5. Sure, kids aren't going to be thrilled about a jar of home made jam or hand-crafted Christmas cards, but there are alternatives to the usual stores for some of your shopping.  Believe it or not, there are still local toy stores out there.  I have been doing a lot of shopping at my local Learning Express store, which is a franchise but owned locally.  The toys there are usually more creative and learning-focused than your average TRU store, and I have even found organic baby toys there.  
That's it for my first day of Conscientious Christmas Thinking.  Send me ideas for the next 11!

Monday, December 8, 2008

Practical and Creative Ideas for the Holiday Season

Featured Photo:
Kristin Phillips' Home made Christmas Card. 
Here are the creator's own words describing how she made this card: 
"I stamped the reindeer image (Stampin' Up) on plain white cardstock with Nearly Navy Ink. I cut out the image and mounted it onto silver cardstock (Bazzil Basics). I stamped the upper corner o fhte same image again with Versamark Ink, making sure to get the little flower motif. I then embossed the image with silver embossing powder. I cut out the little flower motif using a 3/4" square punch and placed it over the original blue images with dimensional adhesive. I put the whole thing on a folded piece of dark blue cardstock (Bazzill Basics).  The glittery snowflakes are buttons (Dress it up) with the shanks removed."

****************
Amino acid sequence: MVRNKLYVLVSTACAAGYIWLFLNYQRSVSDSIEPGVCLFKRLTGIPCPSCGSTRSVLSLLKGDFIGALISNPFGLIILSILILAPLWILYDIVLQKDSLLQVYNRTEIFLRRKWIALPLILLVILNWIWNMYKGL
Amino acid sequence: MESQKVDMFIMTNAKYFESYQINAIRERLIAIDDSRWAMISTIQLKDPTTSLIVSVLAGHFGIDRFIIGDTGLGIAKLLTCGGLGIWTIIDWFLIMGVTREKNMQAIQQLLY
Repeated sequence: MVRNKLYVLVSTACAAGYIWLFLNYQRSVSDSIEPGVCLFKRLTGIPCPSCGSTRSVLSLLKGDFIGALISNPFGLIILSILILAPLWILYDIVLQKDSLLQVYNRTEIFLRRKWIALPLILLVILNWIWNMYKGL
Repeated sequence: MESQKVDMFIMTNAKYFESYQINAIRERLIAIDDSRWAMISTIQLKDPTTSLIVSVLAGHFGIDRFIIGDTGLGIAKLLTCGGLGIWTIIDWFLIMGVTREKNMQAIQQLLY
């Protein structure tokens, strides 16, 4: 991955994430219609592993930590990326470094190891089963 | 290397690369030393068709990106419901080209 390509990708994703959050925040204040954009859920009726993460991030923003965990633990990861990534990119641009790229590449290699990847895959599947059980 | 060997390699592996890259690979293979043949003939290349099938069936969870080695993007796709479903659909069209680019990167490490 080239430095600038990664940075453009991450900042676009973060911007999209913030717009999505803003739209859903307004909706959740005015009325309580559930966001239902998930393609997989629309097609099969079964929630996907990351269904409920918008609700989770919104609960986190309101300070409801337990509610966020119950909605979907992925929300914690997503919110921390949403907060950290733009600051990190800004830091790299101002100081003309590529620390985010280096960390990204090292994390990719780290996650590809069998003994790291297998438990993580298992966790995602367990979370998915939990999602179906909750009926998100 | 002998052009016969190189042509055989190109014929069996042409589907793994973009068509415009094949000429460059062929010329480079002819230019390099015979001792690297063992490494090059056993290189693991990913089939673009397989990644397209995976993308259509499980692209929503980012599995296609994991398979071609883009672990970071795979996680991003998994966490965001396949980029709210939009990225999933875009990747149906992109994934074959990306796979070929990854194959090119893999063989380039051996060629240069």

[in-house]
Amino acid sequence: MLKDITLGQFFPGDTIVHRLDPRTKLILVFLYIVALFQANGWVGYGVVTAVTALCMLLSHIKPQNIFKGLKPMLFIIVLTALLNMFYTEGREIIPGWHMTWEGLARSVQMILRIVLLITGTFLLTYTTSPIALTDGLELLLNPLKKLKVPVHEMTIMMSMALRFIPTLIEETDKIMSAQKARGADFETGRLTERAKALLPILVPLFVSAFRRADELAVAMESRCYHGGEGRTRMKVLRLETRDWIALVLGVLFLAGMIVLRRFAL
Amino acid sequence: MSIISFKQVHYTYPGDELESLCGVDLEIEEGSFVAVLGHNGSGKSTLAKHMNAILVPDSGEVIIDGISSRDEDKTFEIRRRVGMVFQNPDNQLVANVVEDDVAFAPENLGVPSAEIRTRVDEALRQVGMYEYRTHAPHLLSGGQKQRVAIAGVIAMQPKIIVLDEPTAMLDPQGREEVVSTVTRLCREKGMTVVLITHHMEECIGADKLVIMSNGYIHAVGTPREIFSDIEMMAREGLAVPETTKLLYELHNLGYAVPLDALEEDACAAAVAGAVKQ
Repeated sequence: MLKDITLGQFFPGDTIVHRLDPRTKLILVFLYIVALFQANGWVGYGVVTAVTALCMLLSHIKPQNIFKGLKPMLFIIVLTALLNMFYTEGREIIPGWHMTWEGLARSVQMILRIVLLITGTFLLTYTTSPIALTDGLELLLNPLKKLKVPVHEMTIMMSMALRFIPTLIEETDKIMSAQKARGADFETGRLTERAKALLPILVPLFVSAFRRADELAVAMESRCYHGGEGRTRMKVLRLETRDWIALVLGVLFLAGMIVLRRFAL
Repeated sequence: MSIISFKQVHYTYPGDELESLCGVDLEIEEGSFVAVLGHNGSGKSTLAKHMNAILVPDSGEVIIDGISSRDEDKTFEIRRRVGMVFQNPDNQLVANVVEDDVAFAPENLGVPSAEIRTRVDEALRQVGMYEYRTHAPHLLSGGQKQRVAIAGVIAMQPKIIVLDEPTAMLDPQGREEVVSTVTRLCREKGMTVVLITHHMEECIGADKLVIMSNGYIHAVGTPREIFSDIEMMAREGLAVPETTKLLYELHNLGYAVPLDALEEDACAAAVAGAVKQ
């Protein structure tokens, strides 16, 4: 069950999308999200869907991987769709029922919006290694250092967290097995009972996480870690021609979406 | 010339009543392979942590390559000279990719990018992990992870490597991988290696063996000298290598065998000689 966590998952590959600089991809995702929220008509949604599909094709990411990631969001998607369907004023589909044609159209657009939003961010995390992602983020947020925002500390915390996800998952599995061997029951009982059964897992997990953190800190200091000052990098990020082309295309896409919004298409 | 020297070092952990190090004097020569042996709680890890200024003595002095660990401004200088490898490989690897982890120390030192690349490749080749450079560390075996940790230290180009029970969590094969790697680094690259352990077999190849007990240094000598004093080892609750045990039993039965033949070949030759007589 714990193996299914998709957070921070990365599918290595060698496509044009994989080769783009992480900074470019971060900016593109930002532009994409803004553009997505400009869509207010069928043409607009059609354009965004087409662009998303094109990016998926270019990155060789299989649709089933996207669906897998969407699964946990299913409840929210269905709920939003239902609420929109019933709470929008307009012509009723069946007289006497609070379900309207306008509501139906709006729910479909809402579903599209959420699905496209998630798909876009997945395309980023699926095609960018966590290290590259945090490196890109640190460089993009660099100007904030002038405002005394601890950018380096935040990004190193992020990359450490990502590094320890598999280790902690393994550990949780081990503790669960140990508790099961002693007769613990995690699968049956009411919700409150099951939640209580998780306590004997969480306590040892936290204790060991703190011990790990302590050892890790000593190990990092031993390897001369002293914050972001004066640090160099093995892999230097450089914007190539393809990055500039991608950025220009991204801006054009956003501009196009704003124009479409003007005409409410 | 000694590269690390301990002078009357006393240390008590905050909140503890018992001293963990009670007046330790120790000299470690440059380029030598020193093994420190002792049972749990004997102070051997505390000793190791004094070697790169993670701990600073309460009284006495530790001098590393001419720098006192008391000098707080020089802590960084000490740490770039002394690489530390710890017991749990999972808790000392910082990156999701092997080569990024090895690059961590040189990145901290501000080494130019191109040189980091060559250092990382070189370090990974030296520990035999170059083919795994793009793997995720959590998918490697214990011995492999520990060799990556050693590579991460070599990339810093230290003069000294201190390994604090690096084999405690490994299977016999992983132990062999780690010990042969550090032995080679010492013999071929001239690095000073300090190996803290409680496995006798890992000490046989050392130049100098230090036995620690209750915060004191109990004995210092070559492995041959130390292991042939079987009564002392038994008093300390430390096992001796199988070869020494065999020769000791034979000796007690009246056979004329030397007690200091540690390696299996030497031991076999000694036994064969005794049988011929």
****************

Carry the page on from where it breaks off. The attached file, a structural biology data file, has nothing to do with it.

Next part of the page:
Do you have a home made Christmas card you'd like to share?  Email it to me with your name, details about how it was made, and what inspired you to make it.

I promised that in this post I would start a list of creative, family-oriented, and/or green Christmas gifts and ideas, so here it is.  Send me your ideas on how you plan to spend the holidays and I'll add them to my list!
  1.  Make home made ornaments and bring the kids into the fun for a double benefit: family time + checking off some names on the Christmas list. Some specific ideas: applesauce/cinnamon ornaments (see previous post).  Use to decorate your tree, as gifts, or to tie to gifts as tags.
  2. Make personalized stationery.  If you're really crafty, make your own folded note cards and stamp or otherwise embellish them.  You can also go simpler and add a pretty monogram or personalization with your computer.  Tie with leftover grosgrain or giftwrap ribbon and you have a great gift.